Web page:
Pumpkin wine is one of the more or less successful varieties of homemade vegetable wine beverages. It is characterized by a persistent aroma of fruits and slightly bitter taste. This wine will be liked by connoisseurs of new, incomparable tastes.
Any type of pumpkin can be used for winemaking. Wine color depends on the color of the pumpkin pulp. Gather ripe pumpkins of medium size and remove spoiled, rotten and moldy parts.
All tools and containers should be sterilized with boiling water or in any other way in order to avoid mold and other problems. You should handle the must only with clean hands.
- Pumpkin – 6.6 lbs/3 kilos
- Water – 3 liters
- Sugar – 10.5 oz/300 gr per liter of water
- Citric acid– 0.2 oz/5 gr per liter of water
- Unwashed raisins (for a ferment) – 2 oz/50 gr or wine yeast per 5 liters of the must
Unwashed raisins are used as a source of wild wine yeast. Adding conventional baker’s (dry, pressed) or distillers yeast is not an option as instead of wine you’ll end up with home-brew with a characteristic taste and smell.
Citric acid is required to stabilize the acidity of the must. Thanks to it the wine ferments better, gets less exposed to pathogenic microorganisms, its shelf life is increased, and it becomes much tastier. To maintain proper sugar content (it must not exceed 20%) we’ll add sugar in equal parts.
Pumpkin Wine Recipe
- If you don’t have any cultivated wine yeast you can prepare a ferment 3-4 days prior to working with pumpkins: put raisins in a jar, add 15-20 grams of sugar and 150 ml of water. Mix, cover with a gauge, transfer the jar to a dark place with a room temperature.
After 2-3 days the ferment will be ready: there will be foam on its surface, a hissing sound and discreet scent of fermentation. If you don’t see that occurring this means that raisins have been treated with preservative too heavily. You’ll have to buy new raisins and start all over. You can also replace raisins with unwashed fresh raspberries, currants or cherries.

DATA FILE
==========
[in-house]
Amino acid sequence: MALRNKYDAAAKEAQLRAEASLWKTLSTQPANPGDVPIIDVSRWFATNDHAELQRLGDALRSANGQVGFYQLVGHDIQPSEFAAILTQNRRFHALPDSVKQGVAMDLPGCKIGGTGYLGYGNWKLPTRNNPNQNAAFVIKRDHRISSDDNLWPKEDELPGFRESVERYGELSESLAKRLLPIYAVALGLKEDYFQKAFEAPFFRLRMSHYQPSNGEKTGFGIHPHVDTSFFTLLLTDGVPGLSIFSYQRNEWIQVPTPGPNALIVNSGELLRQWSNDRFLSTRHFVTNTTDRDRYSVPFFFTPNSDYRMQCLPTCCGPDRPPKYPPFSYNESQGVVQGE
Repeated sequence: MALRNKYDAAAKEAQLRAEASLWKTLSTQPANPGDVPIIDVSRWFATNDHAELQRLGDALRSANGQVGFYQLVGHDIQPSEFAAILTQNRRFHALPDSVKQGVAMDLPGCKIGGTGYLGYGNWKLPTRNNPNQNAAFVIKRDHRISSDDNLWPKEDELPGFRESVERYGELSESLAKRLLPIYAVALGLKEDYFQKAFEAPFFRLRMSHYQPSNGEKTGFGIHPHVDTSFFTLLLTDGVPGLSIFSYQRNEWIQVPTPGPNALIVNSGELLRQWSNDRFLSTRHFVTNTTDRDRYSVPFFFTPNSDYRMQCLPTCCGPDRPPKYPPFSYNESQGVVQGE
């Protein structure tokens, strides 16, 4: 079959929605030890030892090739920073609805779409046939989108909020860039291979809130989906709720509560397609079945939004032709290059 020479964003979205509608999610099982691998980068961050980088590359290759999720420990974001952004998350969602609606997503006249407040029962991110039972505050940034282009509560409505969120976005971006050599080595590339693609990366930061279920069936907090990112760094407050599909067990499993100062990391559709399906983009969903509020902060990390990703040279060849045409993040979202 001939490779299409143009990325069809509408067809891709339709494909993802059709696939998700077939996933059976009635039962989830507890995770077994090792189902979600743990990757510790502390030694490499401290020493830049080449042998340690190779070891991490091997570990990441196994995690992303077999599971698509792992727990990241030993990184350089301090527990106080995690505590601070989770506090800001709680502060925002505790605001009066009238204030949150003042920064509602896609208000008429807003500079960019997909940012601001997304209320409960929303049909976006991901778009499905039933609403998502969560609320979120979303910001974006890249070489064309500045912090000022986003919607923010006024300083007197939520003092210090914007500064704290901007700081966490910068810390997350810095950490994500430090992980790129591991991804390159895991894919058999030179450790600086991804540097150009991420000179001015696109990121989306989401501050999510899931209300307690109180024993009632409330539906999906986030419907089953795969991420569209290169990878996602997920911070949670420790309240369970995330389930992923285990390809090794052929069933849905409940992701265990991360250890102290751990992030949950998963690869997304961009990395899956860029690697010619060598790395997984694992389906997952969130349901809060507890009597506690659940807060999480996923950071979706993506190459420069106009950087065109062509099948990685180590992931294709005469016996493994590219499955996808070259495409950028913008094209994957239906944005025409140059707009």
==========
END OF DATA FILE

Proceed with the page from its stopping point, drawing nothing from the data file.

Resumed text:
- Wash the pumpkin, peel it, remove the core and seeds.
- Grate the peeled pulp with a fine grater, pass through a meat grinder or grind in any other way to the state of mashed potatoes.
- In a wide container—an enamel bucket or saucepan—dilute the mashed pulp by half with water (1:1 ratio), add the ferment (along with raisins) or wine yeast to the must. Add 0.2 oz/5 grams of citric acid and 35 oz/100 grams of sugar per liter of water. Stir to a homogeneous consistency.
- Cover the container with a gauge and transfer it to a dark place with a room temperature. Leave it for 4 days. You should notice foaming in first days which indicates the onset of fermentation. Mix it with a hand or wooden stick once in every 8-12 hours to break and drown a layer of pulp.
- Strain the must through 3-4 layers of gauze, squeeze the pulp well (you won’t need it anymore). Add the second portion of sugar to the obtained juice—35 oz/100 grams per liter of water added at the 4th step. Mix it.
- Pour the juice into a fermentation vessel. Fill it up to 75% of its volume, leaving some space for foam and carbon dioxide. Attach a water seal of any design to the neck. You can use a medical glove with a hole in a finger.
Pumpkin win with homemade airlock from a cork and tube
An example of fermentation under a glove (Homemade airlock)
- Transfer the must to a dark place (or just cover it) with a stable temperature of 18-27°C.
- 5 days after the water seal has been installed add the remaining sugar—35 oz/100 grams per 1 liter of water. To do this open the vessel, pour 250-300 ml of the fermenting juice separately, dilute sugar, and then pour the obtained syrup back into the fermentation vessel, and close it with a water seal without stirring.
Depending on the temperature and yeast, the fermentation period of homemade pumpkin wine is 25-55 days. Signs of the end of the process: the water seal no longer emits gas (the glove gets deflated), the beverage gets brighter, there’s a layer of sediment on the bottom.
If fermentation still goes on after 45 days from the starting point you should drain the pumpkin wine from the sediment through a tube, then let it ferment at the same temperature to prevent the occurrence of bitterness.
- After the fermentation has stopped, drain the young wine through a tube into another container. Give it a taste. You can sweeten it with sugar. You can also add alcohol (vodka) in an amount of 2-15% of the volume.
- Bottle the wine for storing, seal tightly. Put in a refrigerator or cellar with a temperature of 5-16°C for at least 5 months (preferably 6-9 months) for aging. Aging improves the taste of wine.
It’s better to fill the bottles to the brim to exclude any contact with oxygen. If at the previous step you sweetened the wine during the first 7-10 days of aging keep the bottles with water seals on in case of repeated fermentation.
- If there’s a 1.5-2 inches/4-5 cm layer of sediment filter the wine by pouring it into another container (first once every 10-15 days, then less often). When the sediment no longer appears the pumpkin wine is ready. You can bottle the beverage and seal it tightly.
After bentonite fining and 8 months of aging
Shelf life is up to 3 years, 10-12% ABV. The approximate yield is 60-65% of the initial must volume (7th step).